Everything that I learned from that course was theoretical until I experienced it recently.

My application for a US job was not easy. The required qualifications and documents literally drained my brain, emotion, time, and financial resources. I had to take tests in order to be voted "highly qualified" from the vantage point of America's 'No Child Left Behind' law. I had to apply for parallel credentialling to a US curriculum. I needed to take local modules in order to strengthen my skills, and additional academic credits from a regionally-accredited American university in order to strengthen affiliations.

Demands for money were endless. For a poor person like me, a six-digit figure is no-joke. When my placement agency discussed the schedule of payments,…

Pacquiao for President?

When the nation is faced by crisis, it has been customary to blame the incumbent government. Towards the close of President Arroyo's administration, we are being challenged to pick, among very few "fresh" choices, who will be granted the privilege to represent the Philippine democracy's sovereign powers.

In the Philippines, however, what matters is not how you demonstrate expretise. Sometimes it's the capacity to be associated to the masses, but in many cases, it's who you are.

The succeeding battles of Manny Pacquiao to acquire several world titles in boxing has literally put him into pedestal. His popularity has ascended to greater heights. He was literally voted as a new "hero" of the masses.

Although not really successful in a local political bout in General Santos, at least he showed a spark of interest in politics.

Will he be another political figure in the 2010 elections? If he chooses to run for presidency, will he succeed? It may be too ear…

Physical or Social Malaise?

For a couple of days now, I could not afford going to work. My throat has been complaining of a tiresome monotony. When my doctor diagnosed it, she said it was just a simple irritation caused by an 'unknown allergy'. I was speculating that I was suffering from tonsillitis, but she opposed it by suspecting that it must be an earlier symptom of pharyngitis. How grudging!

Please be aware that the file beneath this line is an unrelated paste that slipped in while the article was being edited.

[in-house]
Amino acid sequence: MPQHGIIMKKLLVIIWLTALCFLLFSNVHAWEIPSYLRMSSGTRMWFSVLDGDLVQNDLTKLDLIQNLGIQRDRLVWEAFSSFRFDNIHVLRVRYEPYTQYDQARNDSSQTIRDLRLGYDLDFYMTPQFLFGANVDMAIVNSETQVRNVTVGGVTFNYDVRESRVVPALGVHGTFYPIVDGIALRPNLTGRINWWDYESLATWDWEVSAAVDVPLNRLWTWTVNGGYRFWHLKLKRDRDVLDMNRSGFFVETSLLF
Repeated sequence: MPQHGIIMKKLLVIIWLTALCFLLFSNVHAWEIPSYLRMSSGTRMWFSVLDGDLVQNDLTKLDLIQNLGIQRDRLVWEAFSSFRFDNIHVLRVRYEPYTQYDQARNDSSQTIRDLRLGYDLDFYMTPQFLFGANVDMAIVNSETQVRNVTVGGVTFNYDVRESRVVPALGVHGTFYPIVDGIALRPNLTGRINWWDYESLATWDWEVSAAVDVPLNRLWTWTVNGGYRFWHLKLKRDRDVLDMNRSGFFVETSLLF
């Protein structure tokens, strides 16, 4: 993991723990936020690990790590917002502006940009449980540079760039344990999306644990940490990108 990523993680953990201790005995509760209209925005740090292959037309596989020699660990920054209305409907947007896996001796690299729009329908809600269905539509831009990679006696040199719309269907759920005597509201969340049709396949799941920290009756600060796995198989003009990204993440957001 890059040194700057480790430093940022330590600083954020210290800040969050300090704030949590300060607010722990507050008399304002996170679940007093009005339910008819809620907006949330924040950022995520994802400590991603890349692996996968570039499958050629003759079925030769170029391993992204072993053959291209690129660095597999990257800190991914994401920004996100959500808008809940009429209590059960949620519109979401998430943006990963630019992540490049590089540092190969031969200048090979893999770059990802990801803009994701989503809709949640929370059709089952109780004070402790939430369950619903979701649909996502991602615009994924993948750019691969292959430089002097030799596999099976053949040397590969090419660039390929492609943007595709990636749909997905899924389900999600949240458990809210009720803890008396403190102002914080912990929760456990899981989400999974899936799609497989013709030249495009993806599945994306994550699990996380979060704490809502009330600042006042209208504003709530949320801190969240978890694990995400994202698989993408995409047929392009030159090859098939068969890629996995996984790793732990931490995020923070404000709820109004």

A few hours before this blog, I was once again complaining of an irritated eye. It must be a curse! A pink eye! People will stay away from me for days. Sigh... I will be treated to be a carrier of health epidemic. Waaaah!!!

Now I'm beginning to ask myself, what have I done? What is going on that slowly brings me to paralysis? Am I overworked? I must admit I am underpaid, but it must be unfair to claim that I am overworked. Am I depressed? Why can I afford throwing laughter at even the most pathetic forwarded jokes by texters?

I must be suffering from malaise. Answers-dot-com provides a simple definition of…
I woke up today with nothing in mind. I did not look forward to anything or ever planned of doing anything. Sunday, after all, is my only bonus day.

My family planned to hear mass at 9 am. Because it was a cloudy day, we were all beating the 'deadline'. We left home past the mass schedule. We were late.

I know myself. I've been in defensive driving for the past 10 years. I must admit I did fail to convince traffic enforcers to confiscate my license due to simple road violations. However, when it comes to safety, I have always made sure no one gets hurt.